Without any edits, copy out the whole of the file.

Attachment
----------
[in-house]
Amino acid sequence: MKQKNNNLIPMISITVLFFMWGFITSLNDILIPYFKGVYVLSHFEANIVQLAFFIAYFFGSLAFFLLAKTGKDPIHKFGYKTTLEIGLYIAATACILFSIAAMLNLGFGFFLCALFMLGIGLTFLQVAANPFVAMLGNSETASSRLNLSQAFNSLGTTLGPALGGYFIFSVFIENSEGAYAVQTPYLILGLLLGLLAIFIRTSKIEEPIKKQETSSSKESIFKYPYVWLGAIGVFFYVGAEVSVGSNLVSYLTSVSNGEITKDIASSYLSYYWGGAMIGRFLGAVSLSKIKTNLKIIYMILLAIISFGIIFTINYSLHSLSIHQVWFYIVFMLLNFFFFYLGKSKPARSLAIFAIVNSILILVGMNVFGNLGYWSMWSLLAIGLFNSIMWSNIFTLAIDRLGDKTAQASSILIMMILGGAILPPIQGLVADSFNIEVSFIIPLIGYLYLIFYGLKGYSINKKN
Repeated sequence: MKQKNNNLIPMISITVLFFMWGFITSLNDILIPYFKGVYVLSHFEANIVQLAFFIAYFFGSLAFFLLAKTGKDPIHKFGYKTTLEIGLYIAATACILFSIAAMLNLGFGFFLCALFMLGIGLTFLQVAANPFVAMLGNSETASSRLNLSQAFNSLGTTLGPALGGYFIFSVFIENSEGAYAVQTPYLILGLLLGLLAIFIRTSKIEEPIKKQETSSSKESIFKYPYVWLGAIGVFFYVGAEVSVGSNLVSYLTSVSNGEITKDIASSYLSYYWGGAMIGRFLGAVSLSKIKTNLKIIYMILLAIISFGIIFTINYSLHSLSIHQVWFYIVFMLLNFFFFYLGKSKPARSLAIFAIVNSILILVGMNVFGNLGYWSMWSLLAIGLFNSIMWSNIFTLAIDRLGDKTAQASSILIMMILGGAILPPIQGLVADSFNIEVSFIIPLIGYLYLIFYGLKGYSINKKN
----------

[in-house]
Amino acid sequence: MKQKNNNLIPMISITVLFFMWGFITSLNDILIPYFKGVYVLSHFEANIVQLAFFIAYFFGSLAFFLLAKTGKDPIHKFGYKTTLEIGLYIAATACILFSIAAMLNLGFGFFLCALFMLGIGLTFLQVAANPFVAMLGNSETASSRLNLSQAFNSLGTTLGPALGGYFIFSVFIENSEGAYAVQTPYLILGLLLGLLAIFIRTSKIEEPIKKQETSSSKESIFKYPYVWLGAIGVFFYVGAEVSVGSNLVSYLTSVSNGEITKDIASSYLSYYWGGAMIGRFLGAVSLSKIKTNLKIIYMILLAIISFGIIFTINYSLHSLSIHQVWFYIVFMLLNFFFFYLGKSKPARSLAIFAIVNSILILVGMNVFGNLGYWSMWSLLAIGLFNSIMWSNIFTLAIDRLGDKTAQASSILIMMILGGAILPPIQGLVADSFNIEVSFIIPLIGYLYLIFYGLKGYSINKKN
Repeated sequence: MKQKNNNLIPMISITVLFFMWGFITSLNDILIPYFKGVYVLSHFEANIVQLAFFIAYFFGSLAFFLLAKTGKDPIHKFGYKTTLEIGLYIAATACILFSIAAMLNLGFGFFLCALFMLGIGLTFLQVAANPFVAMLGNSETASSRLNLSQAFNSLGTTLGPALGGYFIFSVFIENSEGAYAVQTPYLILGLLLGLLAIFIRTSKIEEPIKKQETSSSKESIFKYPYVWLGAIGVFFYVGAEVSVGSNLVSYLTSVSNGEITKDIASSYLSYYWGGAMIGRFLGAVSLSKIKTNLKIIYMILLAIISFGIIFTINYSLHSLSIHQVWFYIVFMLLNFFFFYLGKSKPARSLAIFAIVNSILILVGMNVFGNLGYWSMWSLLAIGLFNSIMWSNIFTLAIDRLGDKTAQASSILIMMILGGAILPPIQGLVADSFNIEVSFIIPLIGYLYLIFYGLKGYSINKKN